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VW's diesel fix will not affect fuel economy, may take two years to complete

In this Sept. 30, 2015, photo, John Swanton, spokesman with the California Air Resources Board explains how a 2013 Volkswagen Passat with a diesel engine is evaluated at the emissions test lab in El Monte, Calif. Three years after Volkswagen opened a pollution testing center in Oxnard, Calif., VW admitted that it manipulated emissions results in 482,000 U.S. diesel vehicles to make them appear to run cleaner, raising questions around Volkswagens only test center in North America. (AP Photo/Nick Ut)

In this Sept. 30, 2015, photo, John Swanton, spokesman with the California Air Resources Board explains how a 2013 Volkswagen Passat with a diesel engine is evaluated at the emissions test lab in El Monte, Calif. Three years after Volkswagen opened a pollution testing center in Oxnard, Calif., VW admitted that it manipulated emissions results in 482,000 U.S. diesel vehicles to make them appear to run cleaner, raising questions around Volkswagens only test center in North America. (AP Photo/Nick Ut)

Testifying before the House Energy and Commerce Committee on Thursday, Volkswagen of America CEO Michael Horn said that several remedies are in the works to bring nearly a half-million of the company’s diesel cars on the road in the United States in compliance with emissions standards without dramatically affecting their performance.

The cars were found to have emissions testing defeat devices installed that allowed them to pass EPA lab tests, while emitting up to 40 times the allowable level of nitrogen oxide emissions in real world driving.

Horn says the remedies are still in development, but that he has been informed that 2015 model year cars should require only new software, while 2009-2014 model year vehicles will need to undergo mechanical upgrades. 2016 models, which are on dealer lots but do not yet have the EPA certification that would allow them to be sold, will also get a software update.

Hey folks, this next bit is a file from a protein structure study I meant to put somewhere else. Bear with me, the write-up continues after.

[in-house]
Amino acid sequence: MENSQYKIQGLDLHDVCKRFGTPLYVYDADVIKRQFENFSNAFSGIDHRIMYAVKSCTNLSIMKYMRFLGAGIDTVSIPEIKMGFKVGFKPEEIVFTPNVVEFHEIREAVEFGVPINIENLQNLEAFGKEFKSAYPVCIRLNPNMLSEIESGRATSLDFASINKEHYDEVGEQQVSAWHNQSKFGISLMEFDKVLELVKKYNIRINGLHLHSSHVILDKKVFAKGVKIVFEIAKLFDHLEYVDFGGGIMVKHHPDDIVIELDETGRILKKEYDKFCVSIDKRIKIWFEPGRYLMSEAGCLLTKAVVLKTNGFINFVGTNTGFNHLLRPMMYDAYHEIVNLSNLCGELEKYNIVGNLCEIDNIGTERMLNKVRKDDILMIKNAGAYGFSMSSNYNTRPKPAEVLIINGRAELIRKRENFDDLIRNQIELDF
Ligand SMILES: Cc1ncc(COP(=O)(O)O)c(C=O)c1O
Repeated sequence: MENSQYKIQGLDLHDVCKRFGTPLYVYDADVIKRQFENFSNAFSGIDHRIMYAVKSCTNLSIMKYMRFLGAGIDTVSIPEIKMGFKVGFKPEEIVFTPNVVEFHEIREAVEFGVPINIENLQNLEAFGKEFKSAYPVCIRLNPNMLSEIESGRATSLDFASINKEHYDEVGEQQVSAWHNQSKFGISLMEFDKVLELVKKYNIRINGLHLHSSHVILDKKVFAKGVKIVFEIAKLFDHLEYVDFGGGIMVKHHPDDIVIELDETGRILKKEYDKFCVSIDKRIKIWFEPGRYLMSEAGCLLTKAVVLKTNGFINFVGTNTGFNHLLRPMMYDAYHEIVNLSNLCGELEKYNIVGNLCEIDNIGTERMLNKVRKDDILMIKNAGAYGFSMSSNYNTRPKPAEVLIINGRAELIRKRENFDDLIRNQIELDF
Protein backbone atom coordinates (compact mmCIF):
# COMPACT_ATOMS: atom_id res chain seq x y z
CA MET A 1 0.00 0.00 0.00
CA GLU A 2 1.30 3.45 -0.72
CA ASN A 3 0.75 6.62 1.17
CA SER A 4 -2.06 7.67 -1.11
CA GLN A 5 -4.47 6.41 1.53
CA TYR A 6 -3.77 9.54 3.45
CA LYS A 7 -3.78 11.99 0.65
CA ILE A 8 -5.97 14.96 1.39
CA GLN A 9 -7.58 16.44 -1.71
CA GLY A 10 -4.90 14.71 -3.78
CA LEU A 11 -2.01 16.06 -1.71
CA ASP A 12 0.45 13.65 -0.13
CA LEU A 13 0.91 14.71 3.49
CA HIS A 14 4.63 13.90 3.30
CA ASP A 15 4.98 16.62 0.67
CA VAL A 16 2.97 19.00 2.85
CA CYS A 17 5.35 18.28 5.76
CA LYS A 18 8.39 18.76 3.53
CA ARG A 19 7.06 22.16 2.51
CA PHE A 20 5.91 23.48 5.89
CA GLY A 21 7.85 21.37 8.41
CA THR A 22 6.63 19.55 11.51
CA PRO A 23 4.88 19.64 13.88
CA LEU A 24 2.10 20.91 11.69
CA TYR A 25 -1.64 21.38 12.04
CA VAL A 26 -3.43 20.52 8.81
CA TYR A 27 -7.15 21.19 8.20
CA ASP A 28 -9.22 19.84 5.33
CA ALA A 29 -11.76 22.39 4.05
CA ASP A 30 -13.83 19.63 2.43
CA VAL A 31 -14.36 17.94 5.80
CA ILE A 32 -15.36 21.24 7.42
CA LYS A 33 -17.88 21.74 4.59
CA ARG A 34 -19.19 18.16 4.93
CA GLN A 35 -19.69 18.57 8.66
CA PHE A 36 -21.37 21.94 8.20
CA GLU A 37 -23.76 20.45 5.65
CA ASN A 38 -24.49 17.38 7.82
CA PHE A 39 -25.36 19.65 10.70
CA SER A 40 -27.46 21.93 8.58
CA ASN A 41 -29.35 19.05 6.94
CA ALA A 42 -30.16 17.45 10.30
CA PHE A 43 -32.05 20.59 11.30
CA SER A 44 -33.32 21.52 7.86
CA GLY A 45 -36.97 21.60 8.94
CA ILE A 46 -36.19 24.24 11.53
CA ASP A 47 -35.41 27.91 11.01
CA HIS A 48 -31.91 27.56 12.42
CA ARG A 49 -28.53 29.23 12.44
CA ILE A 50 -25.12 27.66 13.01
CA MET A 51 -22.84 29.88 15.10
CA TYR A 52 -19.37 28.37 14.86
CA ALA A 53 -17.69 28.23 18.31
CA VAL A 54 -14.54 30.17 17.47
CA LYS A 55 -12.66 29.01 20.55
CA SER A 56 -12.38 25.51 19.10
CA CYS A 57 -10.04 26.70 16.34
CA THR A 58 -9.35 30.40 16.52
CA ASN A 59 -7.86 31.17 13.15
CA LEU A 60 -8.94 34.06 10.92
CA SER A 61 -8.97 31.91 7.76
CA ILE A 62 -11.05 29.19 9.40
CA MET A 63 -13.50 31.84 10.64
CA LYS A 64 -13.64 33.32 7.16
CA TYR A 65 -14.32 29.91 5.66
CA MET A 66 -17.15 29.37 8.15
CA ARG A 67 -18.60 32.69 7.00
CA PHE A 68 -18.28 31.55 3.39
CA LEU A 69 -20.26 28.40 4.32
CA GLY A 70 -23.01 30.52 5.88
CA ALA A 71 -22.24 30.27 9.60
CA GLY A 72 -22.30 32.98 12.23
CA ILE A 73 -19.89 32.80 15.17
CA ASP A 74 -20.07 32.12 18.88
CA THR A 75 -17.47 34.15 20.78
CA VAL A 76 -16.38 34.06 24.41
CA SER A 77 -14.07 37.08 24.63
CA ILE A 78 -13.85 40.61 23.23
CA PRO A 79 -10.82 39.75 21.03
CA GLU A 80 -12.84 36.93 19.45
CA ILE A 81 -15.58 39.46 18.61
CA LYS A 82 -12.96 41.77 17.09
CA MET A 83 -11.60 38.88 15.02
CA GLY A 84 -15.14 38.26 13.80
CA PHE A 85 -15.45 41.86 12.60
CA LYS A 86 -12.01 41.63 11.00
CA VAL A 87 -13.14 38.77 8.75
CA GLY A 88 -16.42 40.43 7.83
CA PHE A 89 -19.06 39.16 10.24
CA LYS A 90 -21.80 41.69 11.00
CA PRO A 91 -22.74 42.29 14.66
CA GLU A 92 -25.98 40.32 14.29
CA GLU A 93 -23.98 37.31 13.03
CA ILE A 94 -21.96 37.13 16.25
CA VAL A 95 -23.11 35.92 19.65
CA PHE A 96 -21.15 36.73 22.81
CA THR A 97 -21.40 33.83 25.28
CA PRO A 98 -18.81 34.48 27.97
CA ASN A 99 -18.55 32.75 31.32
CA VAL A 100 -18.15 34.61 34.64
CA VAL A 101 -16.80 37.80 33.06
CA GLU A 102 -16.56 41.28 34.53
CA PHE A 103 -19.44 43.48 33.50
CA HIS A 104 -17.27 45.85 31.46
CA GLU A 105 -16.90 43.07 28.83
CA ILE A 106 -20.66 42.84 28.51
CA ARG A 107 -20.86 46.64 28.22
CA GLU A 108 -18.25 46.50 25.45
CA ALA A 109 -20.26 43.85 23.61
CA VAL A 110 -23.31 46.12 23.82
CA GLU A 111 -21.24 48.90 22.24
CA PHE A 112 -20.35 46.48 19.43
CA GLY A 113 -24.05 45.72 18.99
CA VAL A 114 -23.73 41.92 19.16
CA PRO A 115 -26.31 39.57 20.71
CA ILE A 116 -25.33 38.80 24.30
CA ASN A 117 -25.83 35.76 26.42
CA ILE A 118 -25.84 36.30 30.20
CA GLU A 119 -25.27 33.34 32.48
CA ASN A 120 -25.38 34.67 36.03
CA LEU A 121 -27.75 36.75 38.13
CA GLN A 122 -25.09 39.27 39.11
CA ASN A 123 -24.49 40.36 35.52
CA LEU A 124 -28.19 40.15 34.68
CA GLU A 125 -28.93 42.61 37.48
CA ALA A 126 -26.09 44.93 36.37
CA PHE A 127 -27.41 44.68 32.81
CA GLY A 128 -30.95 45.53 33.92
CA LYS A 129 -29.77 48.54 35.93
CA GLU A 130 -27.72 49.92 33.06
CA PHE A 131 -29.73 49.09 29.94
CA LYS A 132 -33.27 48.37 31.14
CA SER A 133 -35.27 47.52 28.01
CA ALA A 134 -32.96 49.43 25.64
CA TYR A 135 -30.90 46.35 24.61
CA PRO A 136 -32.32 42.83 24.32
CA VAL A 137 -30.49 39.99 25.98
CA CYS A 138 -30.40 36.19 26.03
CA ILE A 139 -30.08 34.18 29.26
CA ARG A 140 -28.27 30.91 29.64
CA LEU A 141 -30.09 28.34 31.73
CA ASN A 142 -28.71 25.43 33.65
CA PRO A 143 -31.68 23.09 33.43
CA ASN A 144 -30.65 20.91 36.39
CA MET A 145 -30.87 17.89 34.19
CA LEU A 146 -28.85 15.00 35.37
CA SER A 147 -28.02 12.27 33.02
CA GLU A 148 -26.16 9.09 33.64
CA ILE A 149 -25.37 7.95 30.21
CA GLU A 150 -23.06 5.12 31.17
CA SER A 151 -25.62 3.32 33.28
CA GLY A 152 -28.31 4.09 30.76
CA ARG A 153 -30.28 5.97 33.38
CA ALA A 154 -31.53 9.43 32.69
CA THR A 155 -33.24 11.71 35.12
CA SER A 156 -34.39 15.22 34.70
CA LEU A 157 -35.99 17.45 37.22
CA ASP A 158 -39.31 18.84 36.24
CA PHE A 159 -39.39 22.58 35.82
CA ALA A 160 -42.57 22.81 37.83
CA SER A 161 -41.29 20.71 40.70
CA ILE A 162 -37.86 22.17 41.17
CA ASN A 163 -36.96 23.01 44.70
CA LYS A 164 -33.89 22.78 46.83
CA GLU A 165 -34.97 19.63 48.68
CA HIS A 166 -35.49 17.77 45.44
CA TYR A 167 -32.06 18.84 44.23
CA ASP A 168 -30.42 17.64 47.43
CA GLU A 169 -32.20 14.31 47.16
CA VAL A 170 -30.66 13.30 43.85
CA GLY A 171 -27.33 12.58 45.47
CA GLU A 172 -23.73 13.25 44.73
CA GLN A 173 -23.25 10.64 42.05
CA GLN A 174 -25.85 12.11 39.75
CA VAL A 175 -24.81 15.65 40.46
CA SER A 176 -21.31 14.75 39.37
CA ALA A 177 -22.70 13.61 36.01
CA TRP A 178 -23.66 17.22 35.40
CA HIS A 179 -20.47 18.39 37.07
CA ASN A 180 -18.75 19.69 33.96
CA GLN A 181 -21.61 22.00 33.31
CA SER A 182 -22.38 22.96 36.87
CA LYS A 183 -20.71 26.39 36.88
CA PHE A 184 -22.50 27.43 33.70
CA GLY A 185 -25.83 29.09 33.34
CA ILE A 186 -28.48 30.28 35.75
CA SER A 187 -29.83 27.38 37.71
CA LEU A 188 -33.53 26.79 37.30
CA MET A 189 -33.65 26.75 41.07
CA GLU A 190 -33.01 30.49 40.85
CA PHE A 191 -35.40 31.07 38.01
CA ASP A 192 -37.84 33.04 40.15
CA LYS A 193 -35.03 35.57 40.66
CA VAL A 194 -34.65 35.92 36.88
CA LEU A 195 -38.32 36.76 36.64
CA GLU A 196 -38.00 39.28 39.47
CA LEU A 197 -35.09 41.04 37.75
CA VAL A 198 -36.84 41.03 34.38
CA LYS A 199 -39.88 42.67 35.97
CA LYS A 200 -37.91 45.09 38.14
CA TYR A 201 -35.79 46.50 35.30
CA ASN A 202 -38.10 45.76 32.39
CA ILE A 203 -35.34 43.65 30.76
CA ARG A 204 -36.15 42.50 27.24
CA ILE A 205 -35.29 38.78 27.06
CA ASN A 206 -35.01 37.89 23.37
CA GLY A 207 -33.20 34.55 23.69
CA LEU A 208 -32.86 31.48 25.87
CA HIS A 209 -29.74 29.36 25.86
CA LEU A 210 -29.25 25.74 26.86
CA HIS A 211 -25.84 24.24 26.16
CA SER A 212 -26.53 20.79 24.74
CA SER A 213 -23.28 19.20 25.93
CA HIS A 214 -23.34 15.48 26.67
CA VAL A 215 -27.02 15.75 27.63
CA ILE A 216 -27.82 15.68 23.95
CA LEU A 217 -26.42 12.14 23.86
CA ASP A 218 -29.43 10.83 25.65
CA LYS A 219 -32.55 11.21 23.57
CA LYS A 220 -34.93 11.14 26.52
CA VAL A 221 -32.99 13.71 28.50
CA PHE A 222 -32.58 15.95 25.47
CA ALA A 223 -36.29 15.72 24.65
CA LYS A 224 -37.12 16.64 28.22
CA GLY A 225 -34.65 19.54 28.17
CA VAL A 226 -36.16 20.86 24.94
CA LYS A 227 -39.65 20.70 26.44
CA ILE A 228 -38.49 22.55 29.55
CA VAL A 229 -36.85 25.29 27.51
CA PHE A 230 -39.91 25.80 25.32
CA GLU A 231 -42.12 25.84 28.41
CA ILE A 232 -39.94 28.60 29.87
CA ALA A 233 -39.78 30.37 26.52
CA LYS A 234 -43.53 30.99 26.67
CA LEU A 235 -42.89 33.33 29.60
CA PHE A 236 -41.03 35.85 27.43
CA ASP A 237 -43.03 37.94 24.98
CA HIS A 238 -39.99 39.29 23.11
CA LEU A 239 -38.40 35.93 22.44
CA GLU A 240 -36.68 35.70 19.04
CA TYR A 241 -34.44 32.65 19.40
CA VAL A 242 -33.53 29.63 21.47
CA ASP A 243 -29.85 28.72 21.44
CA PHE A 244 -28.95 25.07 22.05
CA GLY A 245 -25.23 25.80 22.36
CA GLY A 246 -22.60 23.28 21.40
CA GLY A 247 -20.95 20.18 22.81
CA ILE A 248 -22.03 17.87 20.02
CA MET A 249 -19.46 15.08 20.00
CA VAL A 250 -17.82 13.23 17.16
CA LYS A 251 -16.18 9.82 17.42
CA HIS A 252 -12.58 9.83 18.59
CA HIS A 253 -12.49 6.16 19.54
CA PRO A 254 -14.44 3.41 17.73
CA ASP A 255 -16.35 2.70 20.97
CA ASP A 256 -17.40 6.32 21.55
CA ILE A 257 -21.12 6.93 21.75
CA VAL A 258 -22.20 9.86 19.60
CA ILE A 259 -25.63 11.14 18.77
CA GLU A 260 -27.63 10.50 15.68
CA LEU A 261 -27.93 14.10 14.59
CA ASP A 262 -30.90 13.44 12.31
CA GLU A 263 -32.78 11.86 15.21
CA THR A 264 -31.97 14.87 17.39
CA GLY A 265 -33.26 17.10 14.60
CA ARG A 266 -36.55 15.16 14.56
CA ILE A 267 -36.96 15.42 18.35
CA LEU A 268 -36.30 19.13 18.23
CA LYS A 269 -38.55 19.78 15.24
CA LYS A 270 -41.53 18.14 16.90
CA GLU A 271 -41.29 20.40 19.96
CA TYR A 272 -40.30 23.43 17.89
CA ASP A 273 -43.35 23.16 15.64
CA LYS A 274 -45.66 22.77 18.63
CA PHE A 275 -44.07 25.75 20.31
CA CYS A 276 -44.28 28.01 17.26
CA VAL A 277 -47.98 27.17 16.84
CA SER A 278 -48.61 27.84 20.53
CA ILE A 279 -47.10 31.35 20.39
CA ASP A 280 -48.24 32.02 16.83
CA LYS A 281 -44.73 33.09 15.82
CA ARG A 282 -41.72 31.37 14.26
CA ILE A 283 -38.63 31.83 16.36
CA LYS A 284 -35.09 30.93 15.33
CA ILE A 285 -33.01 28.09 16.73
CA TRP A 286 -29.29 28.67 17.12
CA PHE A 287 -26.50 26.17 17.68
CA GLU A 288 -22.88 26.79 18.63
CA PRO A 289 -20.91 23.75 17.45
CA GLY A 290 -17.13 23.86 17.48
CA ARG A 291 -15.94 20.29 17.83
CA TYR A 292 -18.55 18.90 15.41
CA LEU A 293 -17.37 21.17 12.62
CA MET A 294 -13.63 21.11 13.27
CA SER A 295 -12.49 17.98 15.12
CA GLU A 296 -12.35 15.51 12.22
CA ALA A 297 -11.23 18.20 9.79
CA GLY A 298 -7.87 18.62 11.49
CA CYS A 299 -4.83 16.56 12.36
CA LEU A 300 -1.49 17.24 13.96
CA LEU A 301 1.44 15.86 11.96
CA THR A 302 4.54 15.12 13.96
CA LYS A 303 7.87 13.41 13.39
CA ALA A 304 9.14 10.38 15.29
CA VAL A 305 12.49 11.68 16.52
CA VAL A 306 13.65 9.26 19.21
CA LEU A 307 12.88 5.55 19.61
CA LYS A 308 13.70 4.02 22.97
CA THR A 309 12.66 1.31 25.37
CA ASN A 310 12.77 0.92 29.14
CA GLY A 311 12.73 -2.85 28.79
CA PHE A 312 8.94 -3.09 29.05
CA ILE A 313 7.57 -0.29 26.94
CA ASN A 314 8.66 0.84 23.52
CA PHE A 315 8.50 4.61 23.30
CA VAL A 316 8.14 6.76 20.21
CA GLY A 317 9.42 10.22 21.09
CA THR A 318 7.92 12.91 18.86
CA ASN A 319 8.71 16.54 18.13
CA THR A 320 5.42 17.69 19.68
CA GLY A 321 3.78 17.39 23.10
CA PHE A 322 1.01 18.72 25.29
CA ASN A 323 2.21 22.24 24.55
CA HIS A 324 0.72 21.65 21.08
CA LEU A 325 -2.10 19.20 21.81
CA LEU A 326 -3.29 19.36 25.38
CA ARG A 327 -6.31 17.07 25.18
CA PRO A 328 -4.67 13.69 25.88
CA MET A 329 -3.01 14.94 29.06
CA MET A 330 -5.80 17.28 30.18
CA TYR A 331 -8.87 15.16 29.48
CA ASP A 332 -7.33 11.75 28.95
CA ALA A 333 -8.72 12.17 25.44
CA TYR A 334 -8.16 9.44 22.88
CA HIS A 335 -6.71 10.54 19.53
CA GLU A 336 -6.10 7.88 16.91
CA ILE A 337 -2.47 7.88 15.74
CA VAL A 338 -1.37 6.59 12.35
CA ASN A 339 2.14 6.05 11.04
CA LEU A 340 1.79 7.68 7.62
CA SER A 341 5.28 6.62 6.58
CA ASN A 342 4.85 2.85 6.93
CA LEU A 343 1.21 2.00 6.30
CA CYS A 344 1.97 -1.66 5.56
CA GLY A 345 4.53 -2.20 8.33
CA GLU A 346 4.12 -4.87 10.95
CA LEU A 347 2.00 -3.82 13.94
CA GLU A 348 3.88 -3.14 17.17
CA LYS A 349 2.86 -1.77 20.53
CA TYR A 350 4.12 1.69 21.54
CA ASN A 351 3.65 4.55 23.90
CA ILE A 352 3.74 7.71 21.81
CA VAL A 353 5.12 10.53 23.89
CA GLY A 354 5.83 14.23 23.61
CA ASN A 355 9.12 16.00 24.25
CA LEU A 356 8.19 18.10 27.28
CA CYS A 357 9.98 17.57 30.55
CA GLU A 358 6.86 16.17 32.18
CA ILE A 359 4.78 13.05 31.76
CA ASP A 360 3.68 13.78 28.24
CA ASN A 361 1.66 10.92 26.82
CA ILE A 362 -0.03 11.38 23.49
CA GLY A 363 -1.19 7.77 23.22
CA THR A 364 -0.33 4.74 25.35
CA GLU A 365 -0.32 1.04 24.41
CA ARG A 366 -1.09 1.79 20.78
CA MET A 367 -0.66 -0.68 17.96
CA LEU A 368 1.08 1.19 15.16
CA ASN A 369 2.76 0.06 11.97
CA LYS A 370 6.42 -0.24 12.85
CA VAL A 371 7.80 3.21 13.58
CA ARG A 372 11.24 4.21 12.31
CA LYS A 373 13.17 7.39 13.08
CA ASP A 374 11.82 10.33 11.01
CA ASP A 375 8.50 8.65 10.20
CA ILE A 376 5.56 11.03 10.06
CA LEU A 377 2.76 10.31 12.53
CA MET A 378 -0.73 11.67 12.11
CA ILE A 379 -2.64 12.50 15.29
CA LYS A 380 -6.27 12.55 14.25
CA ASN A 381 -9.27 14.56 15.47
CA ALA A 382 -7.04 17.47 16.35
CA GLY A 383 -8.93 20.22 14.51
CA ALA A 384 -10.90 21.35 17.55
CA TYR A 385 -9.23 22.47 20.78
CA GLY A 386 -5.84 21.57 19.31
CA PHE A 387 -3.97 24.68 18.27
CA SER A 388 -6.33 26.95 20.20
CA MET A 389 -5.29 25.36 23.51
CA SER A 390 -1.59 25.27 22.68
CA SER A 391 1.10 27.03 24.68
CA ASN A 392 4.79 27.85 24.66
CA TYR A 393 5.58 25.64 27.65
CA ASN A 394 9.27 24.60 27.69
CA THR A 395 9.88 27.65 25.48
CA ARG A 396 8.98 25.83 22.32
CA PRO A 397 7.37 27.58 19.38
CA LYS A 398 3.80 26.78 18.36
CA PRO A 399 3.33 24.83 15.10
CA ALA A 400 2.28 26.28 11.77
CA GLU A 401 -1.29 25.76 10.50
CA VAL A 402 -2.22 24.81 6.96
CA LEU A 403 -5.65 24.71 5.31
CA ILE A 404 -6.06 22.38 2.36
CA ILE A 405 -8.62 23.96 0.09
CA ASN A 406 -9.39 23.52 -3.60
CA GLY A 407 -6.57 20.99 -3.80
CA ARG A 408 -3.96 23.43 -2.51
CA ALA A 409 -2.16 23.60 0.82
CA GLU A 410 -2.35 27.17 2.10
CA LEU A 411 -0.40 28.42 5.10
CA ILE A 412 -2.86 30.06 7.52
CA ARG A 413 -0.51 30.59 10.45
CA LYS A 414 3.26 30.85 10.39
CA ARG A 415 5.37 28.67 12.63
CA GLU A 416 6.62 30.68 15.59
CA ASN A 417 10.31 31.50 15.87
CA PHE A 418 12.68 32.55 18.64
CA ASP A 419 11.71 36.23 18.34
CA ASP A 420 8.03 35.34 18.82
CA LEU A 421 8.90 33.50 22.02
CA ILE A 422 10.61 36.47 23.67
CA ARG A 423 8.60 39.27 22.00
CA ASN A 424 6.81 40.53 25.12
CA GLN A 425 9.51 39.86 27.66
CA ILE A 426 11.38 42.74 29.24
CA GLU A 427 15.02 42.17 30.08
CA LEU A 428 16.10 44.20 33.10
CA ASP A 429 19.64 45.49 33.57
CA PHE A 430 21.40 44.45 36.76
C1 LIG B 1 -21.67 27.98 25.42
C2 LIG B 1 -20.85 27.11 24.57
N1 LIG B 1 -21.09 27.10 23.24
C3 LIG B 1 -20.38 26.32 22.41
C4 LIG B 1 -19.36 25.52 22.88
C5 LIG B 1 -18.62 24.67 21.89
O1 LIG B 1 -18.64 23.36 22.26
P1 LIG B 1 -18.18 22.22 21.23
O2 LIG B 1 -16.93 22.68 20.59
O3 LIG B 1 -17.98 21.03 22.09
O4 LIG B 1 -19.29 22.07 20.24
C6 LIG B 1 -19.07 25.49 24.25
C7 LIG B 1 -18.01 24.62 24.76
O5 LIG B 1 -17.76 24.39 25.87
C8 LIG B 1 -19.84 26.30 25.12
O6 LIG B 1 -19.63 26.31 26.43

Volkswagen has no intention to buy back the cars outright, Horn said.

The older cars will have a urea exhaust injection system and likely a redesigned catalytic converter installed to bring their nitrogen oxide emissions in compliance. Horn said that this could require five to 10 hours of labor for each vehicle.

However, while many of the affected consumers have voiced concerned that changes made to the cars would affect their fuel efficiency or power, Horn assured the committee that the updated cars will deliver the same miles per gallon that they were originally advertised with, and that any power reduction would only result in a loss of 1 or 2 miles of top speed. The company will consider compensating owners monetarily for any changes to their car's performance.

Horn said that work on the newest cars should begin within a few months, but that the fix for the the 2009-2014 models won't be ready until the middle of 2016. He estimates that it will take one to two years to update all of the cars on the road today.